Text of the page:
Square Wave Optimization in Vertical-Cavity Surface-Emitting Lasers Subjected to Polarization-Rotated Optical Feedback (thesis)
I experimentally study the dynamics of vertical-cavity surface-emitting lasers (VCSELs) with polarization-rotated optical feedback. This type of semiconductor laser naturally emits linearly-polarized light and can elicit complex laser dynamics when subjected to optical feedback. Polarization-rotated optical feedback is created by a mirror placed a distance away from the laser (forming an external cavity) and the rotation of the feedback’s polarization by 90° while in the cavity before being reinjected into the laser. Among the various complex dynamics that can possibly result from this form of feedback include chaotic behavior, polarization mono- and bistability, and square-waves. My experimental studies focus on the regularity of these square-waves. Noisy, square-wave-like polarization switchings are observed with periodicity slightly longer than twice the cavity round-trip delay time. I perform a separate parameter space study that indicates optimum operating conditions exist in feedback strength and pump current, for which the square waves are most regular. This conclusion is supported by careful examination of time series data, as well as statistical studies of the mean switching period. Following my experimental results, I present the mathematical model used to numerically simulate a VCSEL known as the spin-flip model. This model specifically accounts for the rotated feedback present in our system and provides numerical results that further support our conclusion for square-wave optimization via mapping parameter space for pump current and birefringence of the semiconductor material.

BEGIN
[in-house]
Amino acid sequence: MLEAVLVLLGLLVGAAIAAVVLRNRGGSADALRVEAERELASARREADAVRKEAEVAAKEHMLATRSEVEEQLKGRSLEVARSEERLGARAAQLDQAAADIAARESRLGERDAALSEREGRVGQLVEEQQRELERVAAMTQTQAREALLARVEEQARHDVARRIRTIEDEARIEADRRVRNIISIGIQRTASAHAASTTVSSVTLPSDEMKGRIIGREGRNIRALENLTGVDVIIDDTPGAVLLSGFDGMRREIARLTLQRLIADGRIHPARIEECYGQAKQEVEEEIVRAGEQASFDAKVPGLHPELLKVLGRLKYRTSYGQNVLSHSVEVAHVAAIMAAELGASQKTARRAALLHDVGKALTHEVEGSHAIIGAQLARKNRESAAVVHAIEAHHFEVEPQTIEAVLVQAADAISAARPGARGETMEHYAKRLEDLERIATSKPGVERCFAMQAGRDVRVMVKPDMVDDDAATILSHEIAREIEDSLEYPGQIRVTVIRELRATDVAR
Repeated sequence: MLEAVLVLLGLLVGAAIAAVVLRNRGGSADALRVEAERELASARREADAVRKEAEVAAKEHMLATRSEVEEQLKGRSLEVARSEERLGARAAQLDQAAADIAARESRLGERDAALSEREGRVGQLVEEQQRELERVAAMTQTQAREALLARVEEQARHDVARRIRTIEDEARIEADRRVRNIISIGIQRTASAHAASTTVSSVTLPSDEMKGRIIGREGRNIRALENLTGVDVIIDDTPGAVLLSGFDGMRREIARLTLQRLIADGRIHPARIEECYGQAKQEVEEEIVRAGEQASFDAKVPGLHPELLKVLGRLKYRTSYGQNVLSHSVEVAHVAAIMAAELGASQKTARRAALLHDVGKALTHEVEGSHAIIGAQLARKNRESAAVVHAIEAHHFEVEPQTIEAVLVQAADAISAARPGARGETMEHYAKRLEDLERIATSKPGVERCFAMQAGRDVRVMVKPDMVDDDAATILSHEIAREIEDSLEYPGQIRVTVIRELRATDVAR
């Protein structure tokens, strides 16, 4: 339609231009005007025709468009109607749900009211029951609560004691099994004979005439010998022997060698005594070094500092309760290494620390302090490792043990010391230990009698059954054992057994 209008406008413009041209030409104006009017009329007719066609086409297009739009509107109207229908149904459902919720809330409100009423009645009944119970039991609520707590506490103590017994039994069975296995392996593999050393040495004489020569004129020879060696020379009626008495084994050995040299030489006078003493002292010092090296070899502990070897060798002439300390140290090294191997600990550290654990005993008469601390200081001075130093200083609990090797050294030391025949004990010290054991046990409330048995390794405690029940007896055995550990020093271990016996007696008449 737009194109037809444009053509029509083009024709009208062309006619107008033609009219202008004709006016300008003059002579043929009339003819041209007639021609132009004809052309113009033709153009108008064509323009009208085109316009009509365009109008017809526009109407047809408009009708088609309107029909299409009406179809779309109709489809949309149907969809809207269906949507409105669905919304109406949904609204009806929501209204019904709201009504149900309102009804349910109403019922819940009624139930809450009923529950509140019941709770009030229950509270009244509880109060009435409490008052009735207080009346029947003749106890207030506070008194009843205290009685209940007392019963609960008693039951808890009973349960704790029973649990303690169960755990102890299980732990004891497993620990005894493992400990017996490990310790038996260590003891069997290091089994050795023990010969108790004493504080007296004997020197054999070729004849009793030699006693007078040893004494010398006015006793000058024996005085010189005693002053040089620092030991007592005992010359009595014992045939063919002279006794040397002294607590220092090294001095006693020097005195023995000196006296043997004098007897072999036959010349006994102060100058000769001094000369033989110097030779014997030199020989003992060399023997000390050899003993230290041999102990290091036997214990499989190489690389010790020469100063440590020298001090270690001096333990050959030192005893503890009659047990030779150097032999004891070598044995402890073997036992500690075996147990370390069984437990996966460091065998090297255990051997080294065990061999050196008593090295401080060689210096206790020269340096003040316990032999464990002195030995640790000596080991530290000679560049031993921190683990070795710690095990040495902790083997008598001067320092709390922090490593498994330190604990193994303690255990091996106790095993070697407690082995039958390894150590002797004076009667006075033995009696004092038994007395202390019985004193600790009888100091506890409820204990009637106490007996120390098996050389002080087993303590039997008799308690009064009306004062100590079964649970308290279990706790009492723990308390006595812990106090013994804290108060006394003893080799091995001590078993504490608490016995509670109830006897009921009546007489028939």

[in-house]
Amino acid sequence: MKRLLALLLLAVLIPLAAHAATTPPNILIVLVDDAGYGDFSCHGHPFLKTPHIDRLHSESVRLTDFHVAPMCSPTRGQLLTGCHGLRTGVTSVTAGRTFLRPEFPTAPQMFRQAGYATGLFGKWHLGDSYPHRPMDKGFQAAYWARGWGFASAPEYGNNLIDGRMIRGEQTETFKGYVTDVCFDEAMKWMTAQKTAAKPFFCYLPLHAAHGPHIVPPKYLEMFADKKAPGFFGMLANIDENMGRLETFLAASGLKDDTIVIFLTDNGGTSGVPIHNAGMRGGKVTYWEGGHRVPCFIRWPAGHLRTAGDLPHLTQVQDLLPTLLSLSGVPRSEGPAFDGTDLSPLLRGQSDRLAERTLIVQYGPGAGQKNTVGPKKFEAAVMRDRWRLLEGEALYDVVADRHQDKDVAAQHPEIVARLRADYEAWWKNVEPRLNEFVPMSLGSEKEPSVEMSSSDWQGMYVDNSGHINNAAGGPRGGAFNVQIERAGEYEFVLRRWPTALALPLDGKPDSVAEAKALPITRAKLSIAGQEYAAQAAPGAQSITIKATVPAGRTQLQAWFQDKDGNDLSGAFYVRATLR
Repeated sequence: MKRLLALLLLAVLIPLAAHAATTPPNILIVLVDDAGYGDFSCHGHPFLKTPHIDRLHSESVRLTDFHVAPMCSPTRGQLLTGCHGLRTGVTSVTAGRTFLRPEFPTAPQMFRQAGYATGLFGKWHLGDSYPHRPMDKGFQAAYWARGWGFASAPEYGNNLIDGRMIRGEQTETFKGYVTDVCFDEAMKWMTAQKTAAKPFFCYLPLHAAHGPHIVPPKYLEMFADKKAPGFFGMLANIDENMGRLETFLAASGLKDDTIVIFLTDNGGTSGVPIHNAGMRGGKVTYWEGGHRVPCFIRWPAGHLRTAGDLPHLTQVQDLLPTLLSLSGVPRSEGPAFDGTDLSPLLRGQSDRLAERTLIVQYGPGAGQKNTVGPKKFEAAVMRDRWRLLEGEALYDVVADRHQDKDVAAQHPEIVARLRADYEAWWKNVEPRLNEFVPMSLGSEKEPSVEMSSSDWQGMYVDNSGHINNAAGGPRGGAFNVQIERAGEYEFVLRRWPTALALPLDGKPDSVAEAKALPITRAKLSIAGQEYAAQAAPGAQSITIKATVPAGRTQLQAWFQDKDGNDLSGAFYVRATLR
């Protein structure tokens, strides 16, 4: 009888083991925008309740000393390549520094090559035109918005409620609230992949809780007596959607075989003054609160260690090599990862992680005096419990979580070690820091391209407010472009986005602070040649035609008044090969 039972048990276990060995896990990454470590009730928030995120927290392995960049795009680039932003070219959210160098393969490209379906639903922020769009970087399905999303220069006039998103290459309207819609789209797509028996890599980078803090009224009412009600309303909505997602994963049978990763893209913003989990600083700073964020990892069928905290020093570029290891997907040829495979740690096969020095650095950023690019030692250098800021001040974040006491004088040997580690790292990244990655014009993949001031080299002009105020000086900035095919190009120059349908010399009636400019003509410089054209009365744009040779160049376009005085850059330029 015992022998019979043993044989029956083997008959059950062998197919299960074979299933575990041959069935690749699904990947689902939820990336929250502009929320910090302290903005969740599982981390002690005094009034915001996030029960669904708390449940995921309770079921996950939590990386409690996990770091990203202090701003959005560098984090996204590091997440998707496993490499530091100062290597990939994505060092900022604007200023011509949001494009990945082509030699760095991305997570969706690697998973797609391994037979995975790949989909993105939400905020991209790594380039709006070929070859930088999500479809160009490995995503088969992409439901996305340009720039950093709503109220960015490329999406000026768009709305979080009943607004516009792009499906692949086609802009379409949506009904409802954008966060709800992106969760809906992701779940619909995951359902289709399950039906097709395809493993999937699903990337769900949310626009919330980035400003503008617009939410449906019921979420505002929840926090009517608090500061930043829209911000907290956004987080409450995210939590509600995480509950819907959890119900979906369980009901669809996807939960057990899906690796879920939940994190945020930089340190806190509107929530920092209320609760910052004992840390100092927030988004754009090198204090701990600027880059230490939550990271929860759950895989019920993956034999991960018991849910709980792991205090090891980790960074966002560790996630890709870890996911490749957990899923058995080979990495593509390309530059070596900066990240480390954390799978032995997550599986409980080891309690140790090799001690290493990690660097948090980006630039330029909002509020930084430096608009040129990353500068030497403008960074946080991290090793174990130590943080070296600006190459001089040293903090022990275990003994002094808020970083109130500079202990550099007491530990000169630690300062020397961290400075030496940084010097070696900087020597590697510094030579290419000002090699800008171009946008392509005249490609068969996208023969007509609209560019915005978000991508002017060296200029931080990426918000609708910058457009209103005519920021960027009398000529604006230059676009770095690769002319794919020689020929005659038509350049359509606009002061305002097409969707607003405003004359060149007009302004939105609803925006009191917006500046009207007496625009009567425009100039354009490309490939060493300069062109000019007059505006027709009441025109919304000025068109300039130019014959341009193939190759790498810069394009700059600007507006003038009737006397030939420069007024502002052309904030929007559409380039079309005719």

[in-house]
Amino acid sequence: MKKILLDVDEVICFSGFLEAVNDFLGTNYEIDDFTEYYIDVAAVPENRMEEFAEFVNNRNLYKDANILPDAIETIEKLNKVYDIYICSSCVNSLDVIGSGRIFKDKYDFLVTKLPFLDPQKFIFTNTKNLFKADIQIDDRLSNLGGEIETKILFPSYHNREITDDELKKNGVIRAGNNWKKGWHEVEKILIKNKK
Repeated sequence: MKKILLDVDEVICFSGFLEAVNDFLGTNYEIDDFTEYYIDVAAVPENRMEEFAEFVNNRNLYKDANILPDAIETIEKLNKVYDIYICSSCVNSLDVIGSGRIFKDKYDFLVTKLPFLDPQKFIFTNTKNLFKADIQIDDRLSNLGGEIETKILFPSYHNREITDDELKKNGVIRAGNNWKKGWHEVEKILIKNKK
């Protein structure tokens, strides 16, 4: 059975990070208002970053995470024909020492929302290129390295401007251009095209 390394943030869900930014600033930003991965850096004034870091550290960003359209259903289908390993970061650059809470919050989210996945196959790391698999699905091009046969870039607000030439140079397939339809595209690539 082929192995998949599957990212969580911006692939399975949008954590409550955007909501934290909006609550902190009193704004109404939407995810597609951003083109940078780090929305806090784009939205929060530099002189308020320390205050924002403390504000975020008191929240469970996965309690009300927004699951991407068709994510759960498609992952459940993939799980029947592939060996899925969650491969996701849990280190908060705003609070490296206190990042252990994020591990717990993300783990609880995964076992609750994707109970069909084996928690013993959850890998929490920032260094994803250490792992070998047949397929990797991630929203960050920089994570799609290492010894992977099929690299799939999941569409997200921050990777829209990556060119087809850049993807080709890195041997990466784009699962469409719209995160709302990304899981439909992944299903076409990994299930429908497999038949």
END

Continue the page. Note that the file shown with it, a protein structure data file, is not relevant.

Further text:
Thesis; [FULL-TEXT FREELY AVAILABLE ONLINE]Taylor Wade Gilfillan is a member of the Class of 2013 of Washington and Lee University.